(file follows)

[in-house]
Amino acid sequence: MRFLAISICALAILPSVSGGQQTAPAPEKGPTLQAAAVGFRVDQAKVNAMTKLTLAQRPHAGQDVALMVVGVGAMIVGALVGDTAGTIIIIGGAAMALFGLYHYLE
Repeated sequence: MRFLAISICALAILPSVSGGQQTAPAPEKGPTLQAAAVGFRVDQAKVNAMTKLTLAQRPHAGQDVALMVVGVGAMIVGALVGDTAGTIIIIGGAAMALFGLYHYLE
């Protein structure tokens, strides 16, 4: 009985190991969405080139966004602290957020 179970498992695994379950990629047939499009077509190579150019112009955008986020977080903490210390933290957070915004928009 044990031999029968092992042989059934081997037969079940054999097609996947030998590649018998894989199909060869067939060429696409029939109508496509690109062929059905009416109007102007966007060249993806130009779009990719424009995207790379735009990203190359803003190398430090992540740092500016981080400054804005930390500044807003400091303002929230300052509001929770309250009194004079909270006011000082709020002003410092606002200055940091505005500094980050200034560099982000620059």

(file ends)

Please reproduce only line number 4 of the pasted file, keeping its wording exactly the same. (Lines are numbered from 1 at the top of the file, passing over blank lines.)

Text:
């Protein structure tokens, strides 16, 4: 009985190991969405080139966004602290957020 179970498992695994379950990629047939499009077509190579150019112009955008986020977080903490210390933290957070915004928009 044990031999029968092992042989059934081997037969079940054999097609996947030998590649018998894989199909060869067939060429696409029939109508496509690109062929059905009416109007102007966007060249993806130009779009990719424009995207790379735009990203190359803003190398430090992540740092500016981080400054804005930390500044807003400091303002929230300052509001929770309250009194004079909270006011000082709020002003410092606002200055940091505005500094980050200034560099982000620059």